In Praise of the Pencil

As a writer, but primarily as a procrastinator, I have experimented with many writing tools. I’ve read about the writing habits of famous writers, including their preferred writing instruments. Everyone knows that writers attach great importance to their writing tools and habits. Whether they write in the morning or evening, whether they write sitting up or lying down (Truman Capote could only write when he was “horizontal”), whether they compose on paper or a screen, it matters, greatly. The pencil seems the least remarkable of the writing tools we have at our disposal. A pencil is what a child is…

On Sharing Books When You’re a Margin Scribbler

There’s a general feeling among diehard book lovers that books are sacred objects and that they should remain pristine. Many dedicated readers feel this way, including my husband. My husband and I are both avid readers, and we consider an evening spent reading an evening well spent (except when Netflix gets in the way.) But we differ in how we treat our books. When I read, it is with a pencil in my hand. I like to write in the margins of my books – my reactions, connections to other things I’ve read – rarely profound, my scribblings can be as…

What I Learned From Reading Writers’ Memoirs

When I was a kid dreaming of becoming a writer (my role model was Jo March from Little Women), I didn’t have access to writing workshops or to any kind of constructive criticism. It didn’t help that I never shared my writing with anyone. But I wanted to know if my writing was any good and I wanted to learn to be better. I read a lot, but couldn’t build a bridge between the novels that I loved and my own writing. I didn’t have the tools or knowledge to make comparisons. I didn’t know how to read closely because…

9 Books About Writing That All Aspiring Writers Will Love

“Writing itself is always bad enough, but writing about writing is surely worse, in the futility department.” — Margaret Atwood Why do some people write, when others do not? When a writer is hunched over his desk in an empty room, dreaming up stories that never happened and will never happen, why is he doing it? Why is writing her response to the world, to life? What is this peculiar compulsion to write about the world? Annie Dillard said that a shoe salesman is more useful than writers, because everyone needs shoes more. And it’s not as if writing is always so enjoyable,…

Cover Your Tracks: Annie Dillard on Why Much of What You Write Will (And Should) Be Discarded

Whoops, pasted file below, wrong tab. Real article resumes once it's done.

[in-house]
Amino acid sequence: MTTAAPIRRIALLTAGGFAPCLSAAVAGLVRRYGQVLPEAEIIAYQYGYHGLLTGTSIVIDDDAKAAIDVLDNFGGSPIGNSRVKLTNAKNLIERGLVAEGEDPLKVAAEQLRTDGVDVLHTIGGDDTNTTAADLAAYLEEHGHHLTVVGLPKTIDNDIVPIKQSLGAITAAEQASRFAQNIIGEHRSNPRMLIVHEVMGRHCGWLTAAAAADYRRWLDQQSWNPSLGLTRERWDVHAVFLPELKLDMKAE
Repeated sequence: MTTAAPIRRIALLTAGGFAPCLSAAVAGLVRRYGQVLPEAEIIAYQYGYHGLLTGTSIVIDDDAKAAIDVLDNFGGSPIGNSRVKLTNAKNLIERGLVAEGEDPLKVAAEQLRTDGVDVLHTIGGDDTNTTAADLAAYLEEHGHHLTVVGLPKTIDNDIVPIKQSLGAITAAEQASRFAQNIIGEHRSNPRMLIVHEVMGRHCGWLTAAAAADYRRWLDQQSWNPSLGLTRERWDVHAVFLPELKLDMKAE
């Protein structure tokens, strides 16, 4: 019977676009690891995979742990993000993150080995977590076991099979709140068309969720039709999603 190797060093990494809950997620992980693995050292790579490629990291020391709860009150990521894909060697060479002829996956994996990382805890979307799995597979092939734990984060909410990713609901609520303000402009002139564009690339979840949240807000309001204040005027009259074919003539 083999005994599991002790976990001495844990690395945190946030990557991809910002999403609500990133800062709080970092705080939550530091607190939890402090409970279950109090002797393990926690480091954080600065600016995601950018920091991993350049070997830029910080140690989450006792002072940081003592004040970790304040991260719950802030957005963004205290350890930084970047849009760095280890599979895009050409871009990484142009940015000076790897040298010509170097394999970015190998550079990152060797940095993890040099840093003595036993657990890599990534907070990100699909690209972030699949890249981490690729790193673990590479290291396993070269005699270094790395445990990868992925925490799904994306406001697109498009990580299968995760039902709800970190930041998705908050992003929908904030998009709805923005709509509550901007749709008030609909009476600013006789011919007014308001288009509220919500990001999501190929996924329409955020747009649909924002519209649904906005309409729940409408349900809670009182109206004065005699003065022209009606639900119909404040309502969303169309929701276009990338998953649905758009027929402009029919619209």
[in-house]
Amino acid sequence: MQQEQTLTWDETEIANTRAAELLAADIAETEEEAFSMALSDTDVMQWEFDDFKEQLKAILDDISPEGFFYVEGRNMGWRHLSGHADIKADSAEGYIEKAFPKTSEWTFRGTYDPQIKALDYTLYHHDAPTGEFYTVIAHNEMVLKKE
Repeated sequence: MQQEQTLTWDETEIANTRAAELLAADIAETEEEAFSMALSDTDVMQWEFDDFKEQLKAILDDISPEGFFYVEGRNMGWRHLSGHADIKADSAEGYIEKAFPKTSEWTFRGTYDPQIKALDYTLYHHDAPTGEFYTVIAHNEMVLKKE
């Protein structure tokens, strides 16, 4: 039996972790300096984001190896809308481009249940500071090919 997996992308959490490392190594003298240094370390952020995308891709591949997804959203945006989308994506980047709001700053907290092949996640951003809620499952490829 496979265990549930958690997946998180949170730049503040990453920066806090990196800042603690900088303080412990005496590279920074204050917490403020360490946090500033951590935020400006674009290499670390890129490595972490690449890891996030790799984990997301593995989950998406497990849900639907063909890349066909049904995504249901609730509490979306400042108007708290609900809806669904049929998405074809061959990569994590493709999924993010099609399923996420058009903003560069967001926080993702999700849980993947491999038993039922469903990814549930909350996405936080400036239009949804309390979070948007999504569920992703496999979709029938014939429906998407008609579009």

What does a writer have in common with a shoe salesman? A shoe salesman is less free, but more useful to society. “A shoe salesman – who is doing others’ tasks, who must answer to two or three bosses, who must do his job their way, and must put himself in their hands, at their place, during their hours – is nevertheless working usefully. Further, if the shoe salesman fails to appear one morning, someone will notice and miss him.” Annie Dillard begins her brilliant writing guide with advice that is hard to accept. All writers, she says, must discard…

Advice From Rilke’s Letters To a Young Poet That Will Make You a Better Writer And a Better Person

Being an artist is a privilege. But all writers, poets, painters, artists know how difficult it can be to follow your creative instincts and make a life of it. There are days when you think to yourself, is it worth it? Let me stop you right there, and introduce you to a man called Rainer Maria Rilke. For almost a century, Rilke’s letters have been the go-to manual for all young artists struggling with the life of the artist. Rilke’s voice is like a gentle hand reaching out, pulling you out of the misery of a bad day, restoring your faith in the creative life…

13 Great Writers on The Art of Revision

When do you return to something you wrote to revise, edit or re-write? At the end of the sentence, at the end of the story, or, never? Jack Kerouac famously wrote On The Road in 3 weeks, typing it on a 120-foot roll of paper without stopping to review it. Though some have pointed out that this is not entirely true, as Kerouac had reworked the book many times over several years – it would be more accurate to say he typed it up in 3 weeks. But still, that’s quite a feat! Hemingway, on the other hand, notoriously said…